If your family are skeptical about you going vegan, or believe that this is a fad you will grow out of, then this can be frustrating. But hang in there – in time they will see that this is something you care about and are committed to. Remember that you’re doing a great thing. Even if your family aren’t immediately supportive of your vegan lifestyle, you are probably having a very positive impact on them without even realising.

Apply for financial help

If you’re a vegan or vegetarian living in the UK, the Vegetarian Charity offers small grants to help with educational courses and the relief of poverty. They help many students, and those wishing to become students. They also give grants to help towards the purchase of items such as equipment for courses, equipment for applicants with special needs, computers, art materials, bedding, furniture, white goods etc. Parents can apply on behalf of their children. Find out more here.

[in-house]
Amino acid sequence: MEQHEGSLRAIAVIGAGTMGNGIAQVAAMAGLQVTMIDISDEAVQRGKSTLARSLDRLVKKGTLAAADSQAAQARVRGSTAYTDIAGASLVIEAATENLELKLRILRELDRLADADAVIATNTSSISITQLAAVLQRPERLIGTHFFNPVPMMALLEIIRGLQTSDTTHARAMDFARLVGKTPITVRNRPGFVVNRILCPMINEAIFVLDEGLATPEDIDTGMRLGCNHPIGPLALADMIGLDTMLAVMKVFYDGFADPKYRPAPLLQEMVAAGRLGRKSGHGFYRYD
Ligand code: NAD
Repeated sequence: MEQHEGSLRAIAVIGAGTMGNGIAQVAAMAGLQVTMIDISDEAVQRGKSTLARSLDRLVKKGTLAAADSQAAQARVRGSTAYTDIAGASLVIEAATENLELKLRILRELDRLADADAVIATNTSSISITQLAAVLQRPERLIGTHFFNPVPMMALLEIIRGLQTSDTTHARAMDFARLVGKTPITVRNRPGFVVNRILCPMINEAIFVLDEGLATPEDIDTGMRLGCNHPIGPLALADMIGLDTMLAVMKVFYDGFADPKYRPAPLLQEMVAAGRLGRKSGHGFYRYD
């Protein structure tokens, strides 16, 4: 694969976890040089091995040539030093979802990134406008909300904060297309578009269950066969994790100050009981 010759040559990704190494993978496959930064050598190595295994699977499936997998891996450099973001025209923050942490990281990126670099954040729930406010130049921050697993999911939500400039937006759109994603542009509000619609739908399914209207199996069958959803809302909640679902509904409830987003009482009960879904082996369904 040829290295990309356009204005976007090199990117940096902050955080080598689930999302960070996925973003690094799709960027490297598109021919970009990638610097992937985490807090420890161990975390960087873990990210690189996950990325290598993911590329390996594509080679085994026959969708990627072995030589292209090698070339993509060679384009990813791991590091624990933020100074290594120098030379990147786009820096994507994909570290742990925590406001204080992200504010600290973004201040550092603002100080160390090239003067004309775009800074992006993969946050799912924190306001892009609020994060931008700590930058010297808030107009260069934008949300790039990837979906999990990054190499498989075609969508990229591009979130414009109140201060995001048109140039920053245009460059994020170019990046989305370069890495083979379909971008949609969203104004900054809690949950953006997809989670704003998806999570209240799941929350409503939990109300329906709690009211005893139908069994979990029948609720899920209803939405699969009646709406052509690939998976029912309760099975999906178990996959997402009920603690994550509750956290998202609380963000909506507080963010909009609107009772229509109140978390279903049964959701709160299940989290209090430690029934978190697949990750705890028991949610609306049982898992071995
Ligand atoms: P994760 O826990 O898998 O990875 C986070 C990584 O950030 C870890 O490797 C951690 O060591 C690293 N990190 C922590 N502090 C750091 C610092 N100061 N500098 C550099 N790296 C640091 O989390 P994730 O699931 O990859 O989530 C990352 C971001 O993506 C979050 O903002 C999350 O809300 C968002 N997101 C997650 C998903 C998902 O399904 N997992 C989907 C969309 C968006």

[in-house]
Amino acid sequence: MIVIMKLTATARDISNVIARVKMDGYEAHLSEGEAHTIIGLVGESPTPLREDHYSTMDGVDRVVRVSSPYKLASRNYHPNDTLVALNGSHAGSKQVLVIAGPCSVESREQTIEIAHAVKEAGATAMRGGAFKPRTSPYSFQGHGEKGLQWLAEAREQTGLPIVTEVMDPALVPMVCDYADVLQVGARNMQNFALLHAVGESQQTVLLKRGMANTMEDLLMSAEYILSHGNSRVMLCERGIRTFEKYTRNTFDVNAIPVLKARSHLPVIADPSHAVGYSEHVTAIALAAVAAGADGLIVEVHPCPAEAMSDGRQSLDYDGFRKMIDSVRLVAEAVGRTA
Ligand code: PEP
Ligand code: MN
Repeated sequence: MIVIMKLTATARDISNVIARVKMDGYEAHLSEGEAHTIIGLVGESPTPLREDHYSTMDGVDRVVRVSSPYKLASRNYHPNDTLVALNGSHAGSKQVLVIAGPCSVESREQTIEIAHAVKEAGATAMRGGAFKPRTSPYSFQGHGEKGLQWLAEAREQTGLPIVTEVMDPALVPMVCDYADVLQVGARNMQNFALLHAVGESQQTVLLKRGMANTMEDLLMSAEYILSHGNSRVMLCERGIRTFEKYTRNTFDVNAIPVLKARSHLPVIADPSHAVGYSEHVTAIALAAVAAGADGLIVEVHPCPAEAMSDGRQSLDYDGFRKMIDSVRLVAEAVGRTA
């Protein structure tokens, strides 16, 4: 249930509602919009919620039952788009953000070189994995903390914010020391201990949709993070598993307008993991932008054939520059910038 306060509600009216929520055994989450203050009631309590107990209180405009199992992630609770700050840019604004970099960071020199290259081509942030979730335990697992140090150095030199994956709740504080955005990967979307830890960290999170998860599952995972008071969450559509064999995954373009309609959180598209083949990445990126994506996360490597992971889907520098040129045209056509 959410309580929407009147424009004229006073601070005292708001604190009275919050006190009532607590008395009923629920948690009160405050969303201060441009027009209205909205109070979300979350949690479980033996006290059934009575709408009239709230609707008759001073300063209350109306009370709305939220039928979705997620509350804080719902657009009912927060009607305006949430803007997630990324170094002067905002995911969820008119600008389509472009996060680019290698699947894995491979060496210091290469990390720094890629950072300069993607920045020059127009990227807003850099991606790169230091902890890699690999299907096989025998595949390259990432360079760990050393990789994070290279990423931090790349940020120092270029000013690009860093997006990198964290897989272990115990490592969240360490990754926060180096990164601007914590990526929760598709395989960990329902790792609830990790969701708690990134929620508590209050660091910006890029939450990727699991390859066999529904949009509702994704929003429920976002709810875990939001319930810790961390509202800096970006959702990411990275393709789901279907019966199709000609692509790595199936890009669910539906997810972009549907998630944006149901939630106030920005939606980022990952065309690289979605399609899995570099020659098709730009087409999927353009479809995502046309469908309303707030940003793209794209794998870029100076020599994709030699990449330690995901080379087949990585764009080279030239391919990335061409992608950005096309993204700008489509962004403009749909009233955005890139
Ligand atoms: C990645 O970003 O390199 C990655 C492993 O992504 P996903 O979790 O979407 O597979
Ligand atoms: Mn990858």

As a vegan you have rights! It’s worth brushing up on what this means and how to get your voice heard.

Check your rights

Did you know that being vegan is a protected characteristic? That means that by law you have the right to have your vegan beliefs respected and wherever possible accommodated, and that you should not experience any kind of unfair treatment as a result of being vegan. This applies at school, university, in the workplace or anywhere else.

Part of The Vegan Society’s work is about protecting and furthering the rights of vegans. You can read more about this here.


If you are at school and eligible for free lunches, your school should do everything it can to provide you with suitable vegan meals. If you are not eligible for free lunches, you can still request that your school provides a plant-based option. Our Catering for Everyone campaign is all about getting vegan food on every menu in places like schools, universities and hospitals.


As we know, being vegan includes more than changing your diet. If your school or work uniform includes animal products such as wool or leather, then everything possible must be done to provide you with alternative vegan-friendly clothing.


Your school cannot enforce participation in activities which are not in line with your vegan beliefs. This might include handling or cooking animal products in Food Technology classes, or dissecting animal parts in Biology. You have a right to not take part in activities such as these, and to be given an alternative method of learning.

Being heard